Like many feminists, I was appalled to learn recently that the Science Museum has a long-term, permanent exhibition about gender aimed at children entitled Who Am I? Photos and reports from women who have visited recently paint a very alarming picture of an exhibition not only full of supposed statements of fact that are, in fact, pure junk science, conjecture, and illogicality, but inappropriate displays, including items presented at child’s eye level that in any other context would constitute a crime, such as a ‘packer’ (a fake penis which looks like a sex toy and which is worn in the underwear of females who wish to be/believe they are male, and increasingly bought for children as young as 3 by parents for whom the term ‘misguided’ is woefully inadequate). The newspapers have had a field day at the ridiculous ‘What colour is your brain?’ game, yet this is possibly one of the least troubling aspects of the exhibition, and none of the papers cared, dared, or had the brain power sufficient to also discuss the rest of the exhibition and make the link between this stupid, outdated game and how the trans ideology being presented in the rest of the exhibition relies utterly on exactly that kind of absurd belief, and that children are being transed by parents and (un)professionals on similar flimsy and silly ideas.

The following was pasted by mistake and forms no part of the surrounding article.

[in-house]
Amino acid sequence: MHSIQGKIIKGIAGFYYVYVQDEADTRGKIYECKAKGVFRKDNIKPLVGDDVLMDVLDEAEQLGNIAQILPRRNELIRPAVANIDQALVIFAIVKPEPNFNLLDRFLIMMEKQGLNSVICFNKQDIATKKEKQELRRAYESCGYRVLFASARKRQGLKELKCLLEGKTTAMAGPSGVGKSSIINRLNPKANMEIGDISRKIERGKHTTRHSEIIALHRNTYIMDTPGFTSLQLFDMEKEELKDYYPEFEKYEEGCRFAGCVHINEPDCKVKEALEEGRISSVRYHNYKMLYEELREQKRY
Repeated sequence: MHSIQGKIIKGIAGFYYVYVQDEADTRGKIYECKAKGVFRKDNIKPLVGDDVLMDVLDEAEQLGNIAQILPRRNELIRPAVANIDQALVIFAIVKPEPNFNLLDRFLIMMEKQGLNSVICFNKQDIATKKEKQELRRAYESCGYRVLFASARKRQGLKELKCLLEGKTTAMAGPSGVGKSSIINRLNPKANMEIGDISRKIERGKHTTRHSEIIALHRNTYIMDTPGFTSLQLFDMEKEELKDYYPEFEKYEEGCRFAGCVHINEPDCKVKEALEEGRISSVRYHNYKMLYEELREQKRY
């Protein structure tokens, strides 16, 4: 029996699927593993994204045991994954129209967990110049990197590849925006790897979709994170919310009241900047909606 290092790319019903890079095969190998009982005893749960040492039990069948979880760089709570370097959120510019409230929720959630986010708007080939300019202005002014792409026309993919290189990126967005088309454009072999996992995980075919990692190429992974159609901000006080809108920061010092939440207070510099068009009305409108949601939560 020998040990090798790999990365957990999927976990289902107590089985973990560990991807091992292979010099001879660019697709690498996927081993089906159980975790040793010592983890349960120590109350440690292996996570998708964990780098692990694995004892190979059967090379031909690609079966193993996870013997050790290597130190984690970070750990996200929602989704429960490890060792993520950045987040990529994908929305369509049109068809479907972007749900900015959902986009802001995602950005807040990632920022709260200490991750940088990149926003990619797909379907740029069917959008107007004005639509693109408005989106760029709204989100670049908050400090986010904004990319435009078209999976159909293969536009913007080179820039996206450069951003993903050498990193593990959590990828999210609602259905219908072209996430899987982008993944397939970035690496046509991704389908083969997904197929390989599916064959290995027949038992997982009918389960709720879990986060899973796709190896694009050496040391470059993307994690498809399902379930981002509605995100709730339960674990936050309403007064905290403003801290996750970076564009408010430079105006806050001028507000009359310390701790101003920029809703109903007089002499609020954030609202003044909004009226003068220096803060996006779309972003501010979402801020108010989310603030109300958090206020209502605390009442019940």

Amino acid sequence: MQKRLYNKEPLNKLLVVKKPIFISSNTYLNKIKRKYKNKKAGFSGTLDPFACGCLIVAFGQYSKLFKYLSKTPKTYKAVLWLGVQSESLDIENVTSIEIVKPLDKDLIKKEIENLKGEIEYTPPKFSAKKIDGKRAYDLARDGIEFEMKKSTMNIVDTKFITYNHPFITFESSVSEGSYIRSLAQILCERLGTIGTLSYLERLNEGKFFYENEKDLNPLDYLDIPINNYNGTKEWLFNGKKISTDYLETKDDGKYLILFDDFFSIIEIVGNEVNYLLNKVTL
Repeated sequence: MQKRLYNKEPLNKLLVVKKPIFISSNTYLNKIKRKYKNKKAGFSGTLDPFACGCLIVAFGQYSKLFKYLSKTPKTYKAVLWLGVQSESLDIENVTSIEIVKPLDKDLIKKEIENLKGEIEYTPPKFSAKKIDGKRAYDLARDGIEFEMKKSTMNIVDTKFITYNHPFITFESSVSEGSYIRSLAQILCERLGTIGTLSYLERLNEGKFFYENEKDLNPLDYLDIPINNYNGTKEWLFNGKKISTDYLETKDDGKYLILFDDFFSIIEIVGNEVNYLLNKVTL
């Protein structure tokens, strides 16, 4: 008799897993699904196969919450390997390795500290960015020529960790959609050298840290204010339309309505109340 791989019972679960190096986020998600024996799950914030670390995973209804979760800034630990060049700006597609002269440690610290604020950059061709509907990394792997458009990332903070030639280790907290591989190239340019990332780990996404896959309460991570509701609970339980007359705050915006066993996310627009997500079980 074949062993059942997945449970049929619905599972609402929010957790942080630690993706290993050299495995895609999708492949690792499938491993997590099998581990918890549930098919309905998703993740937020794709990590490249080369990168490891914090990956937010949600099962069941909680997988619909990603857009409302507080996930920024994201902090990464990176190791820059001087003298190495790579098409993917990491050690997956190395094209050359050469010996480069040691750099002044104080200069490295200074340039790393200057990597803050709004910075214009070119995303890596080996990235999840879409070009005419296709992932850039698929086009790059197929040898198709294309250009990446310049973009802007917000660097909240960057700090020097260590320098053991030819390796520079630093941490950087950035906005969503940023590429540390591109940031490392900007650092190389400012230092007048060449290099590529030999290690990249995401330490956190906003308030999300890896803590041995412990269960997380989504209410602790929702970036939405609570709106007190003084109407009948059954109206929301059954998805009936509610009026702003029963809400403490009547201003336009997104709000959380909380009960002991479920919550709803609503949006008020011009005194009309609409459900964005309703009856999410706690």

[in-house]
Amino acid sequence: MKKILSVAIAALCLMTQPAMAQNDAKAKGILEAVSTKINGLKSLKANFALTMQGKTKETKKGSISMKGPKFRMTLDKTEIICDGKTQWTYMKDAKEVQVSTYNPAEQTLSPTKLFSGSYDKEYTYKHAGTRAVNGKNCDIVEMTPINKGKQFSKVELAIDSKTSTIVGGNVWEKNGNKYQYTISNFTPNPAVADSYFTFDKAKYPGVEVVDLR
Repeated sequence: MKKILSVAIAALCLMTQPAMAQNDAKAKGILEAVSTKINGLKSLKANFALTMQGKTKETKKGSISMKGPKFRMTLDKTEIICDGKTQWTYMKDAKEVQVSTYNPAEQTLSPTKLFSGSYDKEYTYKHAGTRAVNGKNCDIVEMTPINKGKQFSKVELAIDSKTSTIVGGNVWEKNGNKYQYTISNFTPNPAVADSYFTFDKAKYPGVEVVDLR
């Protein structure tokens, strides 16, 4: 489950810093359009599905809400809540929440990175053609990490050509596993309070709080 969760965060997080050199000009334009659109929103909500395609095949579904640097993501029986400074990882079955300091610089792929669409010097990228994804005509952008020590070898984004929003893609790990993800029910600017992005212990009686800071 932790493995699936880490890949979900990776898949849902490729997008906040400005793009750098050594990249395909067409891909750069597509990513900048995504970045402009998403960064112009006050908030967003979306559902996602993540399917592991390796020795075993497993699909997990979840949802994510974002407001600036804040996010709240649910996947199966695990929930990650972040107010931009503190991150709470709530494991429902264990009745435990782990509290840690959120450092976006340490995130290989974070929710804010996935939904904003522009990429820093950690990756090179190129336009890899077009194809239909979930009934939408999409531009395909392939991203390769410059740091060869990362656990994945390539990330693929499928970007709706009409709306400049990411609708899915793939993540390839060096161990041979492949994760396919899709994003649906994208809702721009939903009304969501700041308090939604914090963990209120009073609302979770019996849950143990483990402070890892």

Read more The Science Museum and the Brain Sex game
July 23, 2015
I am an identical twin so I sat down to watch ‘Secret Life of Twins’ on ITV yesterday hoping that it would do something I’ve never seen before on t.v. by portraying the real life of twins, rather than the freak show entertainment we usually get.
But no, it didn’t; so here, for all parents of twins and everybody else in the world for that matter, is my critical response. I think I’ll start with a few requests to future t.v. producers of programmes about twins:
1. Would you stop getting twins to pose together doing exactly the same actions so that we can gasp at how amazing that is – they look AND act the same!
2. Can you stop the really patronising voice-over. Twins are not fluffy bunny rabbits.